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Revisiting DiDi - What's the Real Issue Here?


Gene Reilly, Greenwich Quantitative Research's Chief Investment Officer, revisits the DiDi Chuxing situation with Leyla Gulen and discusses recent developments.

Revisiting DiDi: What's the Real Issue Here?GQR
00:00 / 01:04


Leyla Gulen (00.00):

Hello and welcome. I'm Leyla Gulen. I'm the co-host of Quantitative Investment Insights presented by Greenwich Quantitative Research. Greenwich Quantitative Research is an Asia Pacific market neutral quant fund. In this episode, Gene Reilly, the Chief Investment Officer of Greenwich Quantitative Research is here with me to provide a timely update on DiDi, which was featured in Episode One of Quantitative Investment Insights. Well, DiDi is making headlines yet again. DiDi fell over 44% on Friday, March 11th on reports that it has stopped preparations for its listing in Hong Kong. As we discussed in episode one, DiDi became the subject of a regulatory investigation just days after its U.S. IPO last summer and announced its plans to de-list from the New York Stock Exchange in December. So what is driving DiDi's decision to halt its Hong Kong listing, Gene?

Gene Reilly (00.56):

Leyla, thanks very much. Nice to speak to you today. And it's an important topic. Last year, the internet regulators required DiDi to overhaul the systems it uses to store user data. It's been reported that the regulators informed DiDi on Friday, March 11th, that their proposal to ensure data security and prevent data leaks were insufficient. We have no official reports from DiDi or from the Chinese regulators concerning the Hong Kong listing.

Leyla Gulen (01.20):

Well apart from attempting to make its data storage systems compliant, what other actions did DiDi take to overcome regulatory concerns?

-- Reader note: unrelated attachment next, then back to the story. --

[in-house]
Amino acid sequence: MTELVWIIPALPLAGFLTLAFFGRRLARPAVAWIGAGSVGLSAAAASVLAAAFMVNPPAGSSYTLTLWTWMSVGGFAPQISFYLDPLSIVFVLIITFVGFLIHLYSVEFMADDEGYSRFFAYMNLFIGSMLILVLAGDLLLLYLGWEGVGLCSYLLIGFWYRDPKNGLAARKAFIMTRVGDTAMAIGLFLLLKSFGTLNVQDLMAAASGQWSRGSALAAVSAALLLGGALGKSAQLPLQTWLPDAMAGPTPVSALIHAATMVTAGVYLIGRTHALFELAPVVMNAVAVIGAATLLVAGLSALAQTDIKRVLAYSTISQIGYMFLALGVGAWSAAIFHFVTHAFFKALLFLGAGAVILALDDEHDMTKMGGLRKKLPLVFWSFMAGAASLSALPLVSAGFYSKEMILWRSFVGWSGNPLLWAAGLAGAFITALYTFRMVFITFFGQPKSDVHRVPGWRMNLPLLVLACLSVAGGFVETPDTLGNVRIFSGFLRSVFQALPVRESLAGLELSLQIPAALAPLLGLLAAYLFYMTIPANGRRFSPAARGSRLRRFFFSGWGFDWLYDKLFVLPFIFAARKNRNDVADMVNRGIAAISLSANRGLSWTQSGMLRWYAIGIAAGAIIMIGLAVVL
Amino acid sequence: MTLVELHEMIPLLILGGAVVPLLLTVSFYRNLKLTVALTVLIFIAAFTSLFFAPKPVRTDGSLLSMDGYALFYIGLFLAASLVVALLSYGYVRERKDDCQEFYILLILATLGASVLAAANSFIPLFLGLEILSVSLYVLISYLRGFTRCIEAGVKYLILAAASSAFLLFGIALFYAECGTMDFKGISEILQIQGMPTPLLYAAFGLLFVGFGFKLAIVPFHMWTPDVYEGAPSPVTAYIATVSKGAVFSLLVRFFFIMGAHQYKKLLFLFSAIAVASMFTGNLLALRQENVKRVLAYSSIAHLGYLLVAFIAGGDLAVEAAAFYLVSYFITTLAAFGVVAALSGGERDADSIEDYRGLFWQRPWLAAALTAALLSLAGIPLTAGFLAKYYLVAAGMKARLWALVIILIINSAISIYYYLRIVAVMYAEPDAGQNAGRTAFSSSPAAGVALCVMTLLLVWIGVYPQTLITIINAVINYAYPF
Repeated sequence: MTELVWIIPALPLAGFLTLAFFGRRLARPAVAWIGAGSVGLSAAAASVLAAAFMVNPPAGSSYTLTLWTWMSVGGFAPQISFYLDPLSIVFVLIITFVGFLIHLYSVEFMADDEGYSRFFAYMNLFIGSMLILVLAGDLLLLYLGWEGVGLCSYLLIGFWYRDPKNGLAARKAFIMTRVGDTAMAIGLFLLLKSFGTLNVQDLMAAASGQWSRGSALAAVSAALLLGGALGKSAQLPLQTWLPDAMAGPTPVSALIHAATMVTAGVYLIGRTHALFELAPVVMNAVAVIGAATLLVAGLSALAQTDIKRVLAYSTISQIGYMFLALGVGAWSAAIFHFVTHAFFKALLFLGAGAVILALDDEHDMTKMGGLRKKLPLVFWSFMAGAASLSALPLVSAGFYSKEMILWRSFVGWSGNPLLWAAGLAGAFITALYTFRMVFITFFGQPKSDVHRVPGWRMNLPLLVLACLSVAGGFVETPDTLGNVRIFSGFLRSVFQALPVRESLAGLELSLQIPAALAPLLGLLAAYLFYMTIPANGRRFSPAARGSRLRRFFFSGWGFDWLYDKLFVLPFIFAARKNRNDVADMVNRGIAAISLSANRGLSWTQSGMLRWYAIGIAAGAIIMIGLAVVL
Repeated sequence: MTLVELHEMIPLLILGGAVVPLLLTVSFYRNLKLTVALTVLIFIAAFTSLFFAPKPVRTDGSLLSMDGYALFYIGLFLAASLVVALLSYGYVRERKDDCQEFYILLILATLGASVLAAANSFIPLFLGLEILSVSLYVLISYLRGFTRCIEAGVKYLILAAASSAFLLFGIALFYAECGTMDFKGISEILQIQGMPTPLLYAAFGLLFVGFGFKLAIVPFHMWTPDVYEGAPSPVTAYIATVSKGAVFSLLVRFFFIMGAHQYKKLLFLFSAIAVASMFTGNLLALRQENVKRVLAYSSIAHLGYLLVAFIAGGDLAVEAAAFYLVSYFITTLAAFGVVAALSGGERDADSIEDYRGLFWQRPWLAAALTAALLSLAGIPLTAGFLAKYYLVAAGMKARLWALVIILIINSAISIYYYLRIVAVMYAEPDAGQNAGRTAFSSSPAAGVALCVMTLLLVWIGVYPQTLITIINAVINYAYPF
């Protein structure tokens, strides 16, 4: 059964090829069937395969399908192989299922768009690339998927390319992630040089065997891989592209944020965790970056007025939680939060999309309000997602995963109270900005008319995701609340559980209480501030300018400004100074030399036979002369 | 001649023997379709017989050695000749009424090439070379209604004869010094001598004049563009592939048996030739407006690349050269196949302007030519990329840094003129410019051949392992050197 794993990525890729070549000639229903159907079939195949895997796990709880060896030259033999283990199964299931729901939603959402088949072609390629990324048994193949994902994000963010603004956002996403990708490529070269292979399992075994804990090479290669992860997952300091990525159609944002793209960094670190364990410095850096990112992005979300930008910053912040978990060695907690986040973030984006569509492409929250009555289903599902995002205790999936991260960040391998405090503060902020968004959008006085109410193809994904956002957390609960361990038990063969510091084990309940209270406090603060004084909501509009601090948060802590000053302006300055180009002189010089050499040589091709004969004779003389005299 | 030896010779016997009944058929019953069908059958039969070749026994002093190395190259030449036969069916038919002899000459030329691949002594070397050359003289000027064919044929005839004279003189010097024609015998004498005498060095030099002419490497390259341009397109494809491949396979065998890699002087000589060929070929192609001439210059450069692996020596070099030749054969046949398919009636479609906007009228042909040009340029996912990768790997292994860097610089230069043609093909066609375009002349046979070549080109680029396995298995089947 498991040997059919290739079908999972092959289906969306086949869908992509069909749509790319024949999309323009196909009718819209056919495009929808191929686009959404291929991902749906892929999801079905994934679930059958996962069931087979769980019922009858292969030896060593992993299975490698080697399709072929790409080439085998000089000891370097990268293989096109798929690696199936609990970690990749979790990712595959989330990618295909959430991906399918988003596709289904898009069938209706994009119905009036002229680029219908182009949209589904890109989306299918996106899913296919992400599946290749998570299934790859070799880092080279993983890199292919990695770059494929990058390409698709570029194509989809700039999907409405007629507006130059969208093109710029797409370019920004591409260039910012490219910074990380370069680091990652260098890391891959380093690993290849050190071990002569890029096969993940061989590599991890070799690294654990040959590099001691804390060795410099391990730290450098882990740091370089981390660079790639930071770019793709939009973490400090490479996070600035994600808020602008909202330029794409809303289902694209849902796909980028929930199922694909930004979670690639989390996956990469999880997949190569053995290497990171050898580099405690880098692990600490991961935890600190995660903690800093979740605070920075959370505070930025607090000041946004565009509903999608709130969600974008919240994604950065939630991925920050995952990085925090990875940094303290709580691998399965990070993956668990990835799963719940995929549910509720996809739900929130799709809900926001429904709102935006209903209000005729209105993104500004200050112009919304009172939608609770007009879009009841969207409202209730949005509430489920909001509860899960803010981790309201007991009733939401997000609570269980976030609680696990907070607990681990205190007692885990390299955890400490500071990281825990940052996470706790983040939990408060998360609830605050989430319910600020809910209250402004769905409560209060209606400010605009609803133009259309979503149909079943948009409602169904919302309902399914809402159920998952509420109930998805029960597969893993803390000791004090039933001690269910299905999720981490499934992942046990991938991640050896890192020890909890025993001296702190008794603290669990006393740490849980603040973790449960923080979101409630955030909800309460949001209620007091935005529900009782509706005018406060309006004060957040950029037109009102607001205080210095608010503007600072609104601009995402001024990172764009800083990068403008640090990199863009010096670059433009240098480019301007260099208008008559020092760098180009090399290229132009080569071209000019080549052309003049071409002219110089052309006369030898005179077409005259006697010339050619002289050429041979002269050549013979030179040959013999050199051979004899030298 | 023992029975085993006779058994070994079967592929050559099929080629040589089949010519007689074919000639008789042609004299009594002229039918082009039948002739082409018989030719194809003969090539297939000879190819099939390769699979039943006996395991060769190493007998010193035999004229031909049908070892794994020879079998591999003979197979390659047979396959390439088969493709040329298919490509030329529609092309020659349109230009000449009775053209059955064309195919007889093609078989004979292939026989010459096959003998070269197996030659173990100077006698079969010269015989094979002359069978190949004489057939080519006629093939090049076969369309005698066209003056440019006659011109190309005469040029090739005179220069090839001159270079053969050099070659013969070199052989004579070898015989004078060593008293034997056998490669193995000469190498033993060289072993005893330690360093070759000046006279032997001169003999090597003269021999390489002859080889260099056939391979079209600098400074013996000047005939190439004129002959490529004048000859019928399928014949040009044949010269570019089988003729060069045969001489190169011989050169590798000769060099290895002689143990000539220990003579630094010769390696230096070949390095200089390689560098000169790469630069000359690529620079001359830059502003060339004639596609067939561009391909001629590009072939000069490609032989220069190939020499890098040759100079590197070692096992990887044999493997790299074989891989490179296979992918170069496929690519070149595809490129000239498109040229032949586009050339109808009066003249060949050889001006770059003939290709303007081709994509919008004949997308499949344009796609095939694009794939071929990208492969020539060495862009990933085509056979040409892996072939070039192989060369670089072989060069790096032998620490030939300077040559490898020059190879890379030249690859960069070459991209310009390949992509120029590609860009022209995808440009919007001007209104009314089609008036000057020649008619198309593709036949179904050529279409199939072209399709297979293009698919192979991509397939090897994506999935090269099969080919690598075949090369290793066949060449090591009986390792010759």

Gene Reilly (01.29):

As we mentioned in our Quantitative Investment Insight Episode One, DiDi announced plans to list in Hong Kong in 2021. It was believed that moving the listing closer to China would alleviate concerns about the leak of sensitive data overseas. In addition, DiDi considered redirecting user data collection to a third party Chinese firm and selling a stake to a state owned enterprise. We do not have clarity on the regulatory reaction and feedback to these additional considerations.


Leyla Gulen (01.59):

Well, are DiDi's apps still unavailable in domestic China app stores? I expect that DiDi's profits must be negatively impacted from the actions that it's been required to take since last summer.

Gene Reilly (02.10):

DiDi was required to remove its main apps from local app stores last year, and they remain suspended. Existing DiDi users who were signed up before the apps were removed can continue to use DiDi. According to DiDi's third quarter earnings, DiDi extended its loss to 4.6 billion, 25% larger than the second quarter loss of 3.7 billion.

Leyla Gulen (02.32):

Is DiDi one of the major ride sharing companies in China?

Gene Reilly (02.35):

DiDi already had 90% share in China, at the time of its IPO there are two other major competitors, one is Meituan Dache and Alibaba's AutoNavi is the remaining competitor.